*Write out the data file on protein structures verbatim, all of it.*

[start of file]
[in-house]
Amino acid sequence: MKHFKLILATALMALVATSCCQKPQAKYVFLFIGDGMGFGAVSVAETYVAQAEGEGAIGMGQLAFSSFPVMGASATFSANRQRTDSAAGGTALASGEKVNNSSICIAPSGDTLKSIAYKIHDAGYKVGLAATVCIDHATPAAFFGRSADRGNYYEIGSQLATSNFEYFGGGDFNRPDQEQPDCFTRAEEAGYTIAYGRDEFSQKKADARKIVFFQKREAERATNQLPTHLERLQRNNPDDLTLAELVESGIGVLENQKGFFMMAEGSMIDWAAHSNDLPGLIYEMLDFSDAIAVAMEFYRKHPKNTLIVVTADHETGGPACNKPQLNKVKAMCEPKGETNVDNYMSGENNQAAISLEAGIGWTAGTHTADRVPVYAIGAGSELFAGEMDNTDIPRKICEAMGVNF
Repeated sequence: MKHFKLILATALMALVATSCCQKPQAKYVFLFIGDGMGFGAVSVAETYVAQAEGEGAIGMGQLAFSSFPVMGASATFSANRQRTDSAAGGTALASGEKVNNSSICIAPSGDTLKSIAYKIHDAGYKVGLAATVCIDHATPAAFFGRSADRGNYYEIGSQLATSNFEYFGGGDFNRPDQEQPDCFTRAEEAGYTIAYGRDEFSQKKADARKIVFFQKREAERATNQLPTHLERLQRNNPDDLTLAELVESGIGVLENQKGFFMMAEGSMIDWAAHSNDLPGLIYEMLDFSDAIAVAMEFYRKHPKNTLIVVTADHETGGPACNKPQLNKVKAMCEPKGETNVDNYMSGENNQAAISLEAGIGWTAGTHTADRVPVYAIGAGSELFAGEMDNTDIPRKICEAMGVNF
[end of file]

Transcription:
[in-house]
Amino acid sequence: MKHFKLILATALMALVATSCCQKPQAKYVFLFIGDGMGFGAVSVAETYVAQAEGEGAIGMGQLAFSSFPVMGASATFSANRQRTDSAAGGTALASGEKVNNSSICIAPSGDTLKSIAYKIHDAGYKVGLAATVCIDHATPAAFFGRSADRGNYYEIGSQLATSNFEYFGGGDFNRPDQEQPDCFTRAEEAGYTIAYGRDEFSQKKADARKIVFFQKREAERATNQLPTHLERLQRNNPDDLTLAELVESGIGVLENQKGFFMMAEGSMIDWAAHSNDLPGLIYEMLDFSDAIAVAMEFYRKHPKNTLIVVTADHETGGPACNKPQLNKVKAMCEPKGETNVDNYMSGENNQAAISLEAGIGWTAGTHTADRVPVYAIGAGSELFAGEMDNTDIPRKICEAMGVNF
Repeated sequence: MKHFKLILATALMALVATSCCQKPQAKYVFLFIGDGMGFGAVSVAETYVAQAEGEGAIGMGQLAFSSFPVMGASATFSANRQRTDSAAGGTALASGEKVNNSSICIAPSGDTLKSIAYKIHDAGYKVGLAATVCIDHATPAAFFGRSADRGNYYEIGSQLATSNFEYFGGGDFNRPDQEQPDCFTRAEEAGYTIAYGRDEFSQKKADARKIVFFQKREAERATNQLPTHLERLQRNNPDDLTLAELVESGIGVLENQKGFFMMAEGSMIDWAAHSNDLPGLIYEMLDFSDAIAVAMEFYRKHPKNTLIVVTADHETGGPACNKPQLNKVKAMCEPKGETNVDNYMSGENNQAAISLEAGIGWTAGTHTADRVPVYAIGAGSELFAGEMDNTDIPRKICEAMGVNF